Those who have been with me on this blog from the beginning know that I often do a lot of rail photography in Sarnia, where I grew up. I was finally able to travel with my family this summer and even squeeze in a little time trackside at Sarnia's train station.
I'm not a picky railfan. I see so little here in Ottawa, I will settle for watching a rail yard being switched. That was what was happening when I visited the yard on a cloudy morning in late July. To be honest, the cloudy conditions were ideal for me, as lighting from the station vantage point is tricky at the best of times, with the trains always being obscured by shadows. That morning, there were no such headaches, thankfully.
The first hint of activity was east of the station, as a consist of coil cars, a few hoppers and a long line of tank cars made its way toward the station. With the exception of the coil cars, this was a pretty typical consist for Sarnia, as much of the railway's local customers are in the Chemical Valley, which usually require tank cars and hoppers. These two types of cars are by far the dominant presence in this yard.
I tried to include some of Sarnia Station in the first photo. At this point, I caught a glimpse of a ghost in the consist, but I wasn't sure. In this photo, you can see an old GP9 long hood forward leading the way.
I had to wait a while for this train to make its way closer to the station. While I waited, I snapped a shot of this hopper car that is lettered NOKL, which you would think would belong to the Northwestern Oklahoma Railroad, but this is another case of a shortline leasing its reporting marks to a leasing company.
I looked up its history, because I was interested in the plate on the upper right hand side of the car and found that this car once belonged to First Union Rail (FURX) and Iowa Interstate (IAIS). The plate in the upper right corner once sported the Equity logo, which you can still make out in the middle of the car. There's a tiny decal still there. Here's a closer shot of that old logo.
With an assist from Eric Gagnon at Trackside Treasure, I was also able to find out a few more things about this car, which Eric told me was once referred to as the "sash scheme" hoppers, which have a capacity of 4,750 cubit feet. They were made by Thrall. Eric also shared that there are a number of more common yellow hoppers with the Equity plate on them.
Here was another NOKL lettered hopper with the XTRA lettering down the side. I know I have said this before, but taking photos of any type of rolling stock that is out of the ordinary may seem like a waste of time now, but it could one day prove interesting. I always makes sure to find a car or two to capture whenever trackside.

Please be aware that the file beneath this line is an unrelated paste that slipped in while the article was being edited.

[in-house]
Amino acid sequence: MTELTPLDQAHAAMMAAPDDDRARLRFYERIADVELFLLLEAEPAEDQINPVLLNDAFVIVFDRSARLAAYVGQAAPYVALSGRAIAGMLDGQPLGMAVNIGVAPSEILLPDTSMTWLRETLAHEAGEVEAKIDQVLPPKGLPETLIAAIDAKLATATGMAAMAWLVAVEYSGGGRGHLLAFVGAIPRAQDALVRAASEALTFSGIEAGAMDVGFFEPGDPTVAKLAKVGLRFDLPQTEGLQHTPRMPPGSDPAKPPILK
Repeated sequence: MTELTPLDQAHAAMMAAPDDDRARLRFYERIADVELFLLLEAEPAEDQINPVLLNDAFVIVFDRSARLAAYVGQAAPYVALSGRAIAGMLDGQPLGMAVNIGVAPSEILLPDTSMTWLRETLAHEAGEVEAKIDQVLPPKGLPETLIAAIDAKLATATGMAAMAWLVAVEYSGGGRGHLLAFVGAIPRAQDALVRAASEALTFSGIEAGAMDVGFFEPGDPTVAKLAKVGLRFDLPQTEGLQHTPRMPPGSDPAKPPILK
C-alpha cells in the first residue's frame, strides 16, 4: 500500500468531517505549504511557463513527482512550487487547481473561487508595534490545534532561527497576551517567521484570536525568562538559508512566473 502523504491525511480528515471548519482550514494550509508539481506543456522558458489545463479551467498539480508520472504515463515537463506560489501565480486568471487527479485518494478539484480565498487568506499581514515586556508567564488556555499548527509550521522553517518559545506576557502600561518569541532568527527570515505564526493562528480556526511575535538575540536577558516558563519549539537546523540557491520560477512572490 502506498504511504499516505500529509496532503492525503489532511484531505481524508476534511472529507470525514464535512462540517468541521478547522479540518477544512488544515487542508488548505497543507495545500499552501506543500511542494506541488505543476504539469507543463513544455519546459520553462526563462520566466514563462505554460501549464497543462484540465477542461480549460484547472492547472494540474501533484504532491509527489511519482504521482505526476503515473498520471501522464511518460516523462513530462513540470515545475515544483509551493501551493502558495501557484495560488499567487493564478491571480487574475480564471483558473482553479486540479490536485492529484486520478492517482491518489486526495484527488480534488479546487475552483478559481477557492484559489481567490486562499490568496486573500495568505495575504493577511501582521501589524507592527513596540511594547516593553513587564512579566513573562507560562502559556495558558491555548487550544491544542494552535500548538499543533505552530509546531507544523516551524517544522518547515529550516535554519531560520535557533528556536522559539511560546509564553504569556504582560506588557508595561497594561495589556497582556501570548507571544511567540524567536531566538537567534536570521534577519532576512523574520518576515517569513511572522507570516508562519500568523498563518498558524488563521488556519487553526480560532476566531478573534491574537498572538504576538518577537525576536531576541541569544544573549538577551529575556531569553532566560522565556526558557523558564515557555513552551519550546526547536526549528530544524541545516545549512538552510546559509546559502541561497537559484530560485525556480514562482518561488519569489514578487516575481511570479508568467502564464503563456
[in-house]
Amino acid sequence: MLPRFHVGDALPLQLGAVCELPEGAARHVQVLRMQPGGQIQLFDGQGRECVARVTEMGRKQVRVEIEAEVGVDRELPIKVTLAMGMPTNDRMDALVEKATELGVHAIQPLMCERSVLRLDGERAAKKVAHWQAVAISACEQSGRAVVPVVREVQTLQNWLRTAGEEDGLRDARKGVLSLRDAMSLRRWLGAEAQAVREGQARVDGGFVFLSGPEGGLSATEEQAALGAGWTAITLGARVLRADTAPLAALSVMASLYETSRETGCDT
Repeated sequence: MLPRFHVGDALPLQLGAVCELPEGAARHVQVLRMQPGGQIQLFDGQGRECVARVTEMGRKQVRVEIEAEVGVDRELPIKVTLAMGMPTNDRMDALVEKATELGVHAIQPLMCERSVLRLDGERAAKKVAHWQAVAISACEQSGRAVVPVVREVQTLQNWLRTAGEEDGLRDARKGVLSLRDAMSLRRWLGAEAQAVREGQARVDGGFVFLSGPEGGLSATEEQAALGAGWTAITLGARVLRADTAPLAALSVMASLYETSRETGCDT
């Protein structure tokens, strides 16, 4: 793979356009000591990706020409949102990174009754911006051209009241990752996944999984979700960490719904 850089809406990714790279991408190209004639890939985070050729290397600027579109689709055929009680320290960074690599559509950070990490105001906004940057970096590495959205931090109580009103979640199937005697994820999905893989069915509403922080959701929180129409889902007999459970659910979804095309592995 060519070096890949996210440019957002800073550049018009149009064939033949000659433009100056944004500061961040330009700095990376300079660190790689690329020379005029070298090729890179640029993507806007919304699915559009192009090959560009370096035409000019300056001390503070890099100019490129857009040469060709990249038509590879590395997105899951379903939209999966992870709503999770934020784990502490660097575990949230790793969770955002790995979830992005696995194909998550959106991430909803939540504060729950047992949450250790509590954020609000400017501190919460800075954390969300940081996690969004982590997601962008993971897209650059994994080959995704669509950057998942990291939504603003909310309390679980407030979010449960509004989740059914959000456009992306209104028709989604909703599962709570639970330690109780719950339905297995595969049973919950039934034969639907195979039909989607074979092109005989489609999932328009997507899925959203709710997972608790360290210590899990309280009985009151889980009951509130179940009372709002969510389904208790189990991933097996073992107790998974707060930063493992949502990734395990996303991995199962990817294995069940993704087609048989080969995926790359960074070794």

This car once had the reporting marks CFWR, which belong to the Caney Fork and Western Railway, a shortline owned by Ironhorse Resources in Tennessee.
As the yard job finally approached the station, I was able to confirm my suspicions about the rare piece of motive power in the consist. And there is was. Ex-GT 5849 GP38-2 still in its original GT colours. I know this might not seem all that rare to some more regular rail watchers, but it's the first time I've seen this scheme in person since the early 1990s. So, rare for me. What's even cooler is that this unit was once Pittsburgh and Lake Erie 2156. So it has a lot of history.
Here's a shot of just the GT unit. A nearby railfan at the station told me that the unit has been making the rounds in Sarnia for a few months. In the shot below, you can see that one of the front number plates had to be replaced. Not a great match, but it gets the job done, I guess. I also find it interesting that there is no CN stencil below the side numbers. It's as if the GTW never ceased to be its own operating entity.
Here's an overall shot of the yard job. I had to strain the limits of my camera's capabilities to get a clear shot. It was a hazy morning and the rain was just about to fall. You can see three yard signal sets in the background as well as the Indian Road overpass over the rail yard.
Here's a more conventional shot of the yard job, with a bit more clarity.
You can even see a carbon black covered hopper behind the coil cars. That hopper is either coming from or going to Cabot in the Chemical Valley. I got a better shot of that type of car when another yard job approached from the west end of the yard from behind a string of other cars. Stay tuned for that in the second part of this series.
In a way, I was lucky enough to catch a meet between two yard jobs, although they were a few tracks apart. It was quite a challenge trying to capture an image with both trains in the frame. I will leave that for the following post.